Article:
Additional Titles


Lynn M. Stuter
March 20, 2003

Three years ago the fight was on: who would we have for our next president, Al Gore or George W Bush? And the war of words was on. Clinton, besides being a womanizer and a cad, sold our nation down the road. Al Gore was a mirror image politically, only worse, of Clinton. George W Bush would lead our nation on the straight and narrow, in a new and better direction. He would take care of all those problems that Clinton had neglected while using his stay in the White House to further his personal agenda in the womanizing department. And so went the rhetoric.

It is now 2003, President George W Bush has been in office two full years. Let's look at the score.

Has Bush turned the education debacle around? Ummmm ... well ... no, he hasn't. What he has done is further the systems education agenda through the No Child Left Behind Act. Not exactly what one would term "turning it around" or "taking it in a new direction."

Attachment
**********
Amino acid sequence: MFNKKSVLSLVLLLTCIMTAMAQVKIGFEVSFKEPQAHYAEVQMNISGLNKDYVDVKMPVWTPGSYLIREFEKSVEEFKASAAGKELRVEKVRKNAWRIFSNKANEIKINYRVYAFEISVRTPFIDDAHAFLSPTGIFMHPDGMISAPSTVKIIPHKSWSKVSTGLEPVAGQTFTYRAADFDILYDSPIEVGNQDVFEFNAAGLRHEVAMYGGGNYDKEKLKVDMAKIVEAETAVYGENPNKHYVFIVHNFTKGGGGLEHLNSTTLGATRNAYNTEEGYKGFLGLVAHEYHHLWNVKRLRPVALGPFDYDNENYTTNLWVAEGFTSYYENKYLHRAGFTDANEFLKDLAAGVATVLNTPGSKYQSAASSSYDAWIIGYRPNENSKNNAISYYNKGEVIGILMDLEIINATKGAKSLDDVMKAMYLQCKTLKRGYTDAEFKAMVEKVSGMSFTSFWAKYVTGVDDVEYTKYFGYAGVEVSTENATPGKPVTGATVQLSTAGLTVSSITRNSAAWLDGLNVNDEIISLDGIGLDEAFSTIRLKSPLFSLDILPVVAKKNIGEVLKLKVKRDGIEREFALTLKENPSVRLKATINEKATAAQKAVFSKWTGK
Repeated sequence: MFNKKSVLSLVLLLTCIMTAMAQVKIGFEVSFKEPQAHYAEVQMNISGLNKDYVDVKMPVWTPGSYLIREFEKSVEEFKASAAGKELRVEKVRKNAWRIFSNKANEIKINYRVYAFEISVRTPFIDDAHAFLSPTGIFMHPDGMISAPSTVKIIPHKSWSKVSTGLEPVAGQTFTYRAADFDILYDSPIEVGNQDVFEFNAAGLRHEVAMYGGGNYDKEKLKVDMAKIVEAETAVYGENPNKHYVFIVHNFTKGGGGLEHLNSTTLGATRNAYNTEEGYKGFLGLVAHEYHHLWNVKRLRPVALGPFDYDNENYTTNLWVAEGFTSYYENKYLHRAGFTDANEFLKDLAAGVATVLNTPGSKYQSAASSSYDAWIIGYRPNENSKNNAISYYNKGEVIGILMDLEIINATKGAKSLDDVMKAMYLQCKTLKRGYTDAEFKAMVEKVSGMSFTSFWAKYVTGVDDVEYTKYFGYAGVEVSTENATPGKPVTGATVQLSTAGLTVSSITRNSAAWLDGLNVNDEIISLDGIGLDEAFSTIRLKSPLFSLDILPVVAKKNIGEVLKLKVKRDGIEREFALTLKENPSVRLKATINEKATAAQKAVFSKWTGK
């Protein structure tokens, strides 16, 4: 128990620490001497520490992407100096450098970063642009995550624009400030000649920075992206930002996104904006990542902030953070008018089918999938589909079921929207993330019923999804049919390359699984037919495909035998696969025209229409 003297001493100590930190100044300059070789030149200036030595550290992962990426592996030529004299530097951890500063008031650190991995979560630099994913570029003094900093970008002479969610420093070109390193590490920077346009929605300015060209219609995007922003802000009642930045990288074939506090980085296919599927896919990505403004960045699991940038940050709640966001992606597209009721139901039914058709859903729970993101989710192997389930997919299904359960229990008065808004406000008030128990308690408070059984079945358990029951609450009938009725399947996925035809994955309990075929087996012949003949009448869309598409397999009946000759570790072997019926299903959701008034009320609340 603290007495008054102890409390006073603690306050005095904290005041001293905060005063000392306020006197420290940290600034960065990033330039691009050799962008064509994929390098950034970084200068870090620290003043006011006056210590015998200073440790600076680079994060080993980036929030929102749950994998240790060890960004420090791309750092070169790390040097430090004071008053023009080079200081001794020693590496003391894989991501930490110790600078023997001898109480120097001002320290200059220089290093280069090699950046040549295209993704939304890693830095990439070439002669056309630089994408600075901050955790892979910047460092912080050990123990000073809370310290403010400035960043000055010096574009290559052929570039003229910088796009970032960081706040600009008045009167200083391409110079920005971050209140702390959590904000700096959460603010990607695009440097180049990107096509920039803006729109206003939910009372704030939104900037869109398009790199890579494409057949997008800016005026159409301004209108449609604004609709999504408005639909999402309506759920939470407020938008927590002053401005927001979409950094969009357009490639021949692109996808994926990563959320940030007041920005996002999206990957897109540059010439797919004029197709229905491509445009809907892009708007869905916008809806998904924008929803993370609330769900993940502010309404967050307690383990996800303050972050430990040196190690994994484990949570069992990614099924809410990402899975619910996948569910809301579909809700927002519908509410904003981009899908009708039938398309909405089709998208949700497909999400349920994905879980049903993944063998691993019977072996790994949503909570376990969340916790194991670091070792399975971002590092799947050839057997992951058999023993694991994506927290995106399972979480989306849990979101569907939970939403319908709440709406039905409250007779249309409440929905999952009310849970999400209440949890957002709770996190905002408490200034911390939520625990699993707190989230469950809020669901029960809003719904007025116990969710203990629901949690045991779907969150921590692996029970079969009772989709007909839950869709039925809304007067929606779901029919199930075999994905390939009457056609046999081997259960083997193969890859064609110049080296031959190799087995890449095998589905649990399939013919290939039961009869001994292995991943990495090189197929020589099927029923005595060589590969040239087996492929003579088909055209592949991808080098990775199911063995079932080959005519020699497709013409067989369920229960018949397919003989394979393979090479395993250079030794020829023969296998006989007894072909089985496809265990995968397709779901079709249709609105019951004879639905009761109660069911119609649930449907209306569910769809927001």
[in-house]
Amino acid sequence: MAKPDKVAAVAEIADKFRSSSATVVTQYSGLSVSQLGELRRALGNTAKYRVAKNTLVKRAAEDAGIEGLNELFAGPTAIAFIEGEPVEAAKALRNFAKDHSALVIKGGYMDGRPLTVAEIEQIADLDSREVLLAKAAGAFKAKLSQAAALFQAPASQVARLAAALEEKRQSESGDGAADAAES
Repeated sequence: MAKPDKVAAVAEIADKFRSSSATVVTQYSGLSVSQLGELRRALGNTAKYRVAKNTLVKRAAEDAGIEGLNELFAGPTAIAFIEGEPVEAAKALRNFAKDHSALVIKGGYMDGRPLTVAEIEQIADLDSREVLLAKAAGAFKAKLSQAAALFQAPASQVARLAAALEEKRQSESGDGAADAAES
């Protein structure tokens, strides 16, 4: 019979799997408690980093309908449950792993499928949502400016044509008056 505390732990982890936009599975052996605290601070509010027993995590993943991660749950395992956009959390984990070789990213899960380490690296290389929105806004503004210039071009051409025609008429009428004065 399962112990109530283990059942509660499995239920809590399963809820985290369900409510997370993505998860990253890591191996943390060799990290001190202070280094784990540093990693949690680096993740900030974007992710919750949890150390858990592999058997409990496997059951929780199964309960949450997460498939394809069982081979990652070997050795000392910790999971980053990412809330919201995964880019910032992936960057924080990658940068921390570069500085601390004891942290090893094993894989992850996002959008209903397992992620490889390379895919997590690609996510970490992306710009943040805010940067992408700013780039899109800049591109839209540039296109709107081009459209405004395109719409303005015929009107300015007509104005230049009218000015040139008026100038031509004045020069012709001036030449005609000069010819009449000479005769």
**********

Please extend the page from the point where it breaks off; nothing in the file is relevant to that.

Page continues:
Has Bush decreased the size of government? Ummmmm ... w-e-l-l ... not exactly. He has merged a bunch of law enforcement agencies into the massive Department of Homeland Security, and, through the Patriot Act, has given that Department powers which no agency, established to protect and secure the rights of man and the lives of the American people, should ever have. Does that count?

Has Bush secured our borders? Ummmmm .... well, can't say as he has. The last anyone heard was that he couldn't close the "non-existent" border with Mexico as it wasn't politically feasible. Say what? Here we are, engaged in a war on terrorism, ready to go to war with that "mad man," Saddam Hussein, and we are allowing foreigners onto American soil without so much as a "by your leave?" If Bush isn't securing our borders, what's to stop any terrorist entering onto American soil? To boot, we are paying these illegal invaders social security ... providing them with free medical care and education ... even allowing them to enter our country illegally for the express purpose of receiving organ transplants while our own in need wait or die. Hmmmm ... not so good!

Has Bush made any effort to bring jobs and companies back to America? Ummmm... gee, not that anyone has noticed. Unemployment continues to climb. The wage scale continues to slide. It seems that almost weekly we hear how another company is going under, closing its doors, moving out of state or out of country. Don't need to be a rocket scientist to figure out that jobs won't come back to America that way!

What has Bush done to straighten out the burgeoning health care crisis due, in large measure, to government meddling? Well, let's see ...